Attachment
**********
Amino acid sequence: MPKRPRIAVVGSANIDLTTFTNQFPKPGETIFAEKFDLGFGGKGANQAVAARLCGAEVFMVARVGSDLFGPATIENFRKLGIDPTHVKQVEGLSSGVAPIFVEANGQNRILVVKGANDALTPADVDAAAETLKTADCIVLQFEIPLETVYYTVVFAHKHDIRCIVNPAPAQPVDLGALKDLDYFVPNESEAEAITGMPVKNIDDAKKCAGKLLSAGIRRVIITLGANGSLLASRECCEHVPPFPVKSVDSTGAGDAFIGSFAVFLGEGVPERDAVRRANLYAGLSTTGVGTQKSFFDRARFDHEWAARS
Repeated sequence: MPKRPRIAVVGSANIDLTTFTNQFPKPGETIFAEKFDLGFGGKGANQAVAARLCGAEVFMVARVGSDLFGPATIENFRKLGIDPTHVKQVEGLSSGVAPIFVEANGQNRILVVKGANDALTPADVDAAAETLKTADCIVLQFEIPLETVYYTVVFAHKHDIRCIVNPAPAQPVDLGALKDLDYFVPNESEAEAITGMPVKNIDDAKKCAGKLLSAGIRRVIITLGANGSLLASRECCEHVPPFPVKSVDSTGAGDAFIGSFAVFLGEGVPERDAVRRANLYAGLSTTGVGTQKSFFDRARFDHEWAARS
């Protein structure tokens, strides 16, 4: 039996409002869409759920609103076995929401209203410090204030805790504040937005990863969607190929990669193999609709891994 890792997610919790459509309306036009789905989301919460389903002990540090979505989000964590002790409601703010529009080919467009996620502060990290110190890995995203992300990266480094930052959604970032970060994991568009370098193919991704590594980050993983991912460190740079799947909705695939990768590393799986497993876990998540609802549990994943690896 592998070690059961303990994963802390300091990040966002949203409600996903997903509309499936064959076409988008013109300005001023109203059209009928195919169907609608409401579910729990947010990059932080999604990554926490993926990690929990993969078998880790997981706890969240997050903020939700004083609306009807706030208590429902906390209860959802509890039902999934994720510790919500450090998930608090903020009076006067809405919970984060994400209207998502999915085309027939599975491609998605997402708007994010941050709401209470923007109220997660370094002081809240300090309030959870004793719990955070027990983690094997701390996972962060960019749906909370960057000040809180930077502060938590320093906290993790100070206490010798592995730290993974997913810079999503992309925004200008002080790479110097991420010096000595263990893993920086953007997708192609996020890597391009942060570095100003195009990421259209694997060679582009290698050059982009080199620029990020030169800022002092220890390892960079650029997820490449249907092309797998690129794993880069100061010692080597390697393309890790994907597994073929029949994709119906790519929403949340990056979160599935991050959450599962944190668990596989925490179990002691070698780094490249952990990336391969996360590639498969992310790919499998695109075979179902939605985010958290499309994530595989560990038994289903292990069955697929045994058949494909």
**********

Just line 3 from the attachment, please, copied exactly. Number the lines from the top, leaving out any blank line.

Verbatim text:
């Protein structure tokens, strides 16, 4: 039996409002869409759920609103076995929401209203410090204030805790504040937005990863969607190929990669193999609709891994 890792997610919790459509309306036009789905989301919460389903002990540090979505989000964590002790409601703010529009080919467009996620502060990290110190890995995203992300990266480094930052959604970032970060994991568009370098193919991704590594980050993983991912460190740079799947909705695939990768590393799986497993876990998540609802549990994943690896 592998070690059961303990994963802390300091990040966002949203409600996903997903509309499936064959076409988008013109300005001023109203059209009928195919169907609608409401579910729990947010990059932080999604990554926490993926990690929990993969078998880790997981706890969240997050903020939700004083609306009807706030208590429902906390209860959802509890039902999934994720510790919500450090998930608090903020009076006067809405919970984060994400209207998502999915085309027939599975491609998605997402708007994010941050709401209470923007109220997660370094002081809240300090309030959870004793719990955070027990983690094997701390996972962060960019749906909370960057000040809180930077502060938590320093906290993790100070206490010798592995730290993974997913810079999503992309925004200008002080790479110097991420010096000595263990893993920086953007997708192609996020890597391009942060570095100003195009990421259209694997060679582009290698050059982009080199620029990020030169800022002092220890390892960079650029997820490449249907092309797998690129794993880069100061010692080597390697393309890790994907597994073929029949994709119906790519929403949340990056979160599935991050959450599962944190668990596989925490179990002691070698780094490249952990990336391969996360590639498969992310790919499998695109075979179902939605985010958290499309994530595989560990038994289903292990069955697929045994058949494909």